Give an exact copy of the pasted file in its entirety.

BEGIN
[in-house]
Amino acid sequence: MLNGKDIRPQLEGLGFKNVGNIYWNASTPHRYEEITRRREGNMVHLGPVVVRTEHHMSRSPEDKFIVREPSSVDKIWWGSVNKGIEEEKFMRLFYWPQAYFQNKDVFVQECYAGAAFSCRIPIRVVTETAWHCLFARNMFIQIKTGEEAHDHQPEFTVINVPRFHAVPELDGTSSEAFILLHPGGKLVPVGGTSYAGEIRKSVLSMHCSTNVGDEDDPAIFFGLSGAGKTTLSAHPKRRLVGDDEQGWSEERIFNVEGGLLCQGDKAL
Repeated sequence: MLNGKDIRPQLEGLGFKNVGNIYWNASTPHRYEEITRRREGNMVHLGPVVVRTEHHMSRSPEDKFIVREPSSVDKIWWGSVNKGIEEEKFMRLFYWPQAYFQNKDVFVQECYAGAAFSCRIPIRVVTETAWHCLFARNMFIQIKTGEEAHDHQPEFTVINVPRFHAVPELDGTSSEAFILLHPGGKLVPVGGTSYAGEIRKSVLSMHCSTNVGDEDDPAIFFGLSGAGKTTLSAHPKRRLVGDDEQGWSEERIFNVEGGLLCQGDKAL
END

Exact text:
[in-house]
Amino acid sequence: MLNGKDIRPQLEGLGFKNVGNIYWNASTPHRYEEITRRREGNMVHLGPVVVRTEHHMSRSPEDKFIVREPSSVDKIWWGSVNKGIEEEKFMRLFYWPQAYFQNKDVFVQECYAGAAFSCRIPIRVVTETAWHCLFARNMFIQIKTGEEAHDHQPEFTVINVPRFHAVPELDGTSSEAFILLHPGGKLVPVGGTSYAGEIRKSVLSMHCSTNVGDEDDPAIFFGLSGAGKTTLSAHPKRRLVGDDEQGWSEERIFNVEGGLLCQGDKAL
Repeated sequence: MLNGKDIRPQLEGLGFKNVGNIYWNASTPHRYEEITRRREGNMVHLGPVVVRTEHHMSRSPEDKFIVREPSSVDKIWWGSVNKGIEEEKFMRLFYWPQAYFQNKDVFVQECYAGAAFSCRIPIRVVTETAWHCLFARNMFIQIKTGEEAHDHQPEFTVINVPRFHAVPELDGTSSEAFILLHPGGKLVPVGGTSYAGEIRKSVLSMHCSTNVGDEDDPAIFFGLSGAGKTTLSAHPKRRLVGDDEQGWSEERIFNVEGGLLCQGDKAL